Thorbjorn Fälldin, the former farmer who became prime minister in Sweden's first non-Social Democratic government since World War II, has died at the age of 90.

Swedish police fear serial rapist on loose in Malmö
The attacker is thought to be in his mid-twenties and had been seen riding his bike in the area prior to the incident. Photo:TT

The rape of a 14-year-old girl in Malmö has led police to conjecture that there may be a serial rapist operating in the southern Swedish city.

Stockholm Pokémon hunter impaled on metal fence spike
Another Swede playing Pokémon Go in Stockholm. Photo: Izabelle Nordfjell/TT

He tried to climb a fence to find more Pokémon.

Video
When Alicia Vikander taught us to put our pen in the bottle
Swedish actress Alicia Vikander and US talkshow host Jimmy Fallon. Photo: Tonight Show/NBC/Screenshot

We're not even sure if that's a euphemism or not.

Muslim man fired for not shaking women's hands
File photo of people shaking hands. Photo: Anders Wiklund/TT

A man is suing a local council in Sweden after he lost his job for refusing to shake hands with female colleagues.

Swedish bus driver who hit asylum seeker: 'I'm not racist'
The story has grabbed global headlines. Photo: Nobina

A Swedish bus driver caught on camera beating and kicking an asylum seeker has for the first time spoken to media.

Stay out, the water's filthy! Germs ruin Swedes' swims
Seagulls only.

Fancy a dip? If so, you might want to keep your mouth shut.

Man kicked off flight from Sweden over 'Isis tattoo'
A Norwegian plane at Stockholm Arlanda Airport. Photo: Johan Nilsson/TT

A flight from Stockholm was delayed on Thursday after it was claimed that one of the passengers had an Isis flag tattooed on his arm.

Homes
In pictures: Are Swedes falling in love with colour at last?
What happened to the Swedish greyscale? Photo: Linda Åhman

Antonia Wiklund of Houzz.se investigates why the Swedes are abandoning their sleek and clean interior design for vibrant colours.

The Local Recipes
How to make Swedish cold poached salmon
Cold poached salmon. Photo: John Duxbury/Swedish Food

Poached salmon is a Swedish summer classic. Food writer John Duxbury shares his recipe with The Local.

Sponsored Article
Gran Canaria: Where Swedes go to work (and play)
National
Watch this Swedish weather host leave his fly open... on live TV
Sponsored Article
Why you should attend an international job fair
The Local Voices
'I fled war in Syria. I never expected to be beaten in Sweden'
National
WATCH: Asylum seeker brutally beaten by Swedish bus driver
Blog updates

14 July

Boris Johnson: why Britain’s new foreign minister is cordially loathed (Globally Local) »

"There are lots of things to say about Boris Johnson, Britain’s new foreign secretary. He is…" READ »

 

11 July

Swedish quizzes (The Swedish Teacher) »

"Hej! I have created some quizzes you can take online to test your Swedish skills. Here…" READ »

 
 
 
Sponsored Article
5 reasons you should try dating with The Inner Circle
Technology
Why everyone is talking about Sweden's GTA pride parade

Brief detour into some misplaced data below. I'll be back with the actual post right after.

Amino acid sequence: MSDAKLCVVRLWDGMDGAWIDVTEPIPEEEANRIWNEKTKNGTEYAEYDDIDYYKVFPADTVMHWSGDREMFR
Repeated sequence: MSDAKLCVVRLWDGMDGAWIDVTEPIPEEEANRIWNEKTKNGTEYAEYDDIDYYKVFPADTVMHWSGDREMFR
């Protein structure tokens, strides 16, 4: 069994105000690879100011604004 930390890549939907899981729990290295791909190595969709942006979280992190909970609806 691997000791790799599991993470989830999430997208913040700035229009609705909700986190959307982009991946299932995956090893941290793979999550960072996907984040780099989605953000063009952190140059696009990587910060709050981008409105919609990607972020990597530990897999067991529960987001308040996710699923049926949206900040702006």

Sponsored Article
Why Swiss hospitality graduates are in demand
National
EU hits truck cartel with record price fixing fine
Society
OPINION: Why Sweden is the most extreme country in the world
The Local Voices
'There is equality in accommodation in Sweden: Everyone is suffering'
Sponsored Article
What can newcomers learn about Sweden at Almedalen?
Gallery
Property of the week: Gräsö, Östhammar
Sponsored Article
Five easy ways to travel more often
Gallery
People-watching: July 15th-17th
National
How to make sure you're not caught out by Sweden's old bank notes
Sponsored Article
Why expats choose international health insurance
Business & Money
Why Sweden has been named the most innovative country in Europe
Sponsored Article
'Sweden's Lauryn Hill' touches the country's musical soul
National
Terror attack: what should you do?
National
French expat on the moment he was assaulted by a Stockholm bouncer
Technology
Gunman? Nah, smartphone Swede
Sponsored Article
Five things Americans should know about voting abroad
The Local Voices
'If the war in Syria ended today, would you go back?'
Sponsored Article
Avoid hidden fees when sending money overseas
The Local Voices
‘I feel like I’m living in a grave!’
Sponsored Article
Local guide: the best of Berlin
Gallery
IN PICTURES: Sweden's Princess Victoria celebrates 39th birthday
Sponsored Article
Why you need a EuroBonus American Express Card
Gallery
People-watching: July 13th
National
Swedes discover surprise mountain
Politics
What Sweden's home secretary thinks of Britain's new PM
Gallery
Property of the week: Smedjebacken, Dalarna
The Local Voices
'Even xenophobic Swedes can be polite’
Politics
WATCH: A very Swedish take on Brexit...
National
Swede's fury at Daily Mail's Bråvalla 'lies'
Gallery
People-watching: July 8th-10th
National
Sweden and Denmark trolled each other on Twitter and it's hilarious
The Local Voices
'The best time to be smuggled to Europe is August 20th, 2015'
National
ANALYSIS: Why Swedes are talking more about immigration than before
National
Watch Icelanders cheer their Swedish hero coach
The Local Voices
Swedes: Stop obsessing over your material life and start talking to strangers
3,336
jobs available